That's too bad. I can envision you guys whupping William McKinley High's ass if push came to shove. I've never fought, but I bet if I had to I could take Spencer from iCarly. So how come the new album is darker in subject matter? It's important for any musical project to continue to evolve; I definitely don't want to be thought of as doing only one thing. Expressing negative emotions can be a very positive thing if done for constructive purposes. If we can't face down our own demons and change the way we treat ourselves and our loved ones, how could we ever change anything else?
What's about this one? "It's a Thrill Being Mentally Ill." This song is about the fine line between being eccentric and being harmfully crazy. Most everyone I've ever known who was worth a damn has had some screws loose. I'm sure it's helped them be more interesting and creative, but it's often been at the cost of their having to live a very uncomfortable existence.
You also name drop Michael Jackson. A while back, you posted something on Facebook about listening to Michael Jackson albums non-stop. Did that have any effect on the new material? Michael Jackson was a big influence on this album, particularly his Bad era. Prince is influential to me as well, as far as how they could both show how tough and cool they were in a way that was still very dandy and elegant and eccentric. It had nothing to do with whether either of them could ever win in a fight with anyone. Their toughness was a state of otherworldly being.
"Don't Make Whoopee After We Break Up" sounds like logical good advice. This is about the dark force that love can become when one's own selfishness is put above the well being of the other person.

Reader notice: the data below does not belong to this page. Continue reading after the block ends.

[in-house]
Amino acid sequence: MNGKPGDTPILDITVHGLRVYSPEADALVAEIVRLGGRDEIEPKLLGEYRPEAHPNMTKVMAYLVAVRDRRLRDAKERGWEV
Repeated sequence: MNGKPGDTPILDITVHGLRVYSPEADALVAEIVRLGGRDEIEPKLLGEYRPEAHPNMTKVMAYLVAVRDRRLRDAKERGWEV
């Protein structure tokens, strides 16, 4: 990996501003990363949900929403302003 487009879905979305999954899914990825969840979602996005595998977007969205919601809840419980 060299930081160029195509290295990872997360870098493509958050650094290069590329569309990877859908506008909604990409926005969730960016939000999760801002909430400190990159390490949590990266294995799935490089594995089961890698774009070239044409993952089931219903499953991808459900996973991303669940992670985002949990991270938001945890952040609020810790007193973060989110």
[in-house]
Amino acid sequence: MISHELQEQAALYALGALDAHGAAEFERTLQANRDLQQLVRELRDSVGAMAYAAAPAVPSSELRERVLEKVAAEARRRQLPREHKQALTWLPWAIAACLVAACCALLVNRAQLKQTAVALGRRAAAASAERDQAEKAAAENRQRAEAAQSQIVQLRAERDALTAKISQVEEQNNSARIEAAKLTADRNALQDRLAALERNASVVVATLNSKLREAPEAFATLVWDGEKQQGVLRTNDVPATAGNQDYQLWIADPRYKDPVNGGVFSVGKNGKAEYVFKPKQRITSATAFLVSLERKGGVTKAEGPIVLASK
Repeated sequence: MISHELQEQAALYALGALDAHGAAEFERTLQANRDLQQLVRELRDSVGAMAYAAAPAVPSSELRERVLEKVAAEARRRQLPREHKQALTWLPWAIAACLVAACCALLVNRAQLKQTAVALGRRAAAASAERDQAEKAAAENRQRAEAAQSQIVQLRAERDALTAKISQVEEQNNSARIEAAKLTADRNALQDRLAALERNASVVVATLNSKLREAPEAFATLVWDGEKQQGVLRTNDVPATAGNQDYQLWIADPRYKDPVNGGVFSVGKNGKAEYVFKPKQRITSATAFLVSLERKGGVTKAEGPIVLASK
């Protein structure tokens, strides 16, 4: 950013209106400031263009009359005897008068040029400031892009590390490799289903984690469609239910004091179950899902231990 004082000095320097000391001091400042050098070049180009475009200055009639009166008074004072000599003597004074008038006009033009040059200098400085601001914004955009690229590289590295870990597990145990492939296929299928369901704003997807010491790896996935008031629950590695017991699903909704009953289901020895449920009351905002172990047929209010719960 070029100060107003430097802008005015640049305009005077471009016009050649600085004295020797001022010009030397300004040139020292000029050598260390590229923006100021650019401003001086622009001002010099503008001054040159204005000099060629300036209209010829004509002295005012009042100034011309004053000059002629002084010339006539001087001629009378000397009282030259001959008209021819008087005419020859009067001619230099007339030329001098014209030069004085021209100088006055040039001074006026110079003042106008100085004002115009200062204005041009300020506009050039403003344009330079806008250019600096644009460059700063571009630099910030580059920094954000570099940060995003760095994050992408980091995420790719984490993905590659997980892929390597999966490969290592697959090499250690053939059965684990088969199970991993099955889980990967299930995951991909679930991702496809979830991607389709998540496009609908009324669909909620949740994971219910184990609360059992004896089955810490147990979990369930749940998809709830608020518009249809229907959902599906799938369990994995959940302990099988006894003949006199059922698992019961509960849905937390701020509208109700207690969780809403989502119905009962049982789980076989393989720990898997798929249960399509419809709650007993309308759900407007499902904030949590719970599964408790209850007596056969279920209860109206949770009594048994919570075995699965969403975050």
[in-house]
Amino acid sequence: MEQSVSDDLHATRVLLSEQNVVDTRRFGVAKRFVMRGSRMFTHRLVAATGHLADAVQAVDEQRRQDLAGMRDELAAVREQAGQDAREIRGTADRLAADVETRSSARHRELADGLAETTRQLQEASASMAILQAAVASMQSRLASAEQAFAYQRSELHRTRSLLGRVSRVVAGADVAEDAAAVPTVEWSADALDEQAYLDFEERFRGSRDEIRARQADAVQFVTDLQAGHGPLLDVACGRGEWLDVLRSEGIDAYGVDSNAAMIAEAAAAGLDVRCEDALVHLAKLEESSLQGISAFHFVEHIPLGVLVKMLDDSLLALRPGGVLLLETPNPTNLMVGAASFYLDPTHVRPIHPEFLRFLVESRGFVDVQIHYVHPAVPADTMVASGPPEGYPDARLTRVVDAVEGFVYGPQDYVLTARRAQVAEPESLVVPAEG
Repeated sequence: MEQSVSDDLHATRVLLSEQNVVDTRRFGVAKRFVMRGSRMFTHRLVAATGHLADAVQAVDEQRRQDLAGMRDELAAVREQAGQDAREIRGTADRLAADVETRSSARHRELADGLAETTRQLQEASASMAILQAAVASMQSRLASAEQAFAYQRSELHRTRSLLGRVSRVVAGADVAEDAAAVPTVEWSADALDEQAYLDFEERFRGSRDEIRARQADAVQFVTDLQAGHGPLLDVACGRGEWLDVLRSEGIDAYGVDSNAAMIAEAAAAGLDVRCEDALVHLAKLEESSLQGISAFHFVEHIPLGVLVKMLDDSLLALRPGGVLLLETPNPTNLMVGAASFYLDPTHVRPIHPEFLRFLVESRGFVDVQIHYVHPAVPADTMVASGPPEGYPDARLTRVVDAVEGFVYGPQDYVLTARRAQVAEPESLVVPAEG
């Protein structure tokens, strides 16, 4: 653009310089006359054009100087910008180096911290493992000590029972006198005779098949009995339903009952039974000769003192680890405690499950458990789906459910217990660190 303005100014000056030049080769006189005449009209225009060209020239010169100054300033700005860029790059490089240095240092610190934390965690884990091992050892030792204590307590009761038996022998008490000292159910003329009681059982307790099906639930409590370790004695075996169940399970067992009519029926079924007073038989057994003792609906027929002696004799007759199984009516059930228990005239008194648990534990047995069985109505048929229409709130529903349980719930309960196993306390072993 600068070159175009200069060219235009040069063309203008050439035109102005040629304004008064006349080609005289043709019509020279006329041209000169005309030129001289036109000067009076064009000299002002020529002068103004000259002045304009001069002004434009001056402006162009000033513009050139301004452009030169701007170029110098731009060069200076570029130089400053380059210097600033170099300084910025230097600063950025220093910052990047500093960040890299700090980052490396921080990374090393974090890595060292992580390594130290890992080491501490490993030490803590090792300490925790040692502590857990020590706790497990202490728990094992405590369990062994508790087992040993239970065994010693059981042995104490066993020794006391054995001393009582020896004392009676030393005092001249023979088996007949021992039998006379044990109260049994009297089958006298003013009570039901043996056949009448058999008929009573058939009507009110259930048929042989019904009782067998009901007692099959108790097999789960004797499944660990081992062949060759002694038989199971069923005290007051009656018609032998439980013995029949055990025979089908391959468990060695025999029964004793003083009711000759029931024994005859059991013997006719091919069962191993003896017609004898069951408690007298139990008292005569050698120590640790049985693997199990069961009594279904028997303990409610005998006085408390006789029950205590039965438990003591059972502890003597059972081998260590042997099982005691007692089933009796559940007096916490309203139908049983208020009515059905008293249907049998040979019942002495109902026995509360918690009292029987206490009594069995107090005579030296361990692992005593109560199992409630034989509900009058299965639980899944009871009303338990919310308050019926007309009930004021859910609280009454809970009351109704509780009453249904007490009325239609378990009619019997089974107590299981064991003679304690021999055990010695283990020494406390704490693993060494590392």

"Me vs God"? God is for the most part portrayed as a very jealous and petty being. We need to stand up to our bullies! That's the only way they'll respect us!
Then you end off with the sweet "Dear Evey." A sappy, sentimental song for my kid. If Will Smith can do it, I can do it too!
I've spoken to Rubber Brother Records about the viability of the cassette format but i was wondering about your take on it. Cassette culture is still very important. And many tapes come with instructions on how to get the songs online in mp3 format; all most people do with CDs is rip those songs onto the computer, then let the CD itself collect dust.
So why not make a cassette? Rubber Brother are doing great things for tapes locally. Analog vs digital arguments aside, the cassette is a great embodiment of DIY culture. I still love making mix tapes too. Cassettes and vinyl also encourage the listener to listen to an album beginning to end.
I wouldn't say the internet is pure evil. But it has definitely overloaded our brains, made passive music listening WAY more common, and made tasks like sitting down and listening to a whole album beginning to end much more difficult. But it doesn't have to be this way. We can take music back!
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Hug of War is playing The Rubber Brother Records Round Robin Festival Day 2 this Saturday at Parliament in Tempe.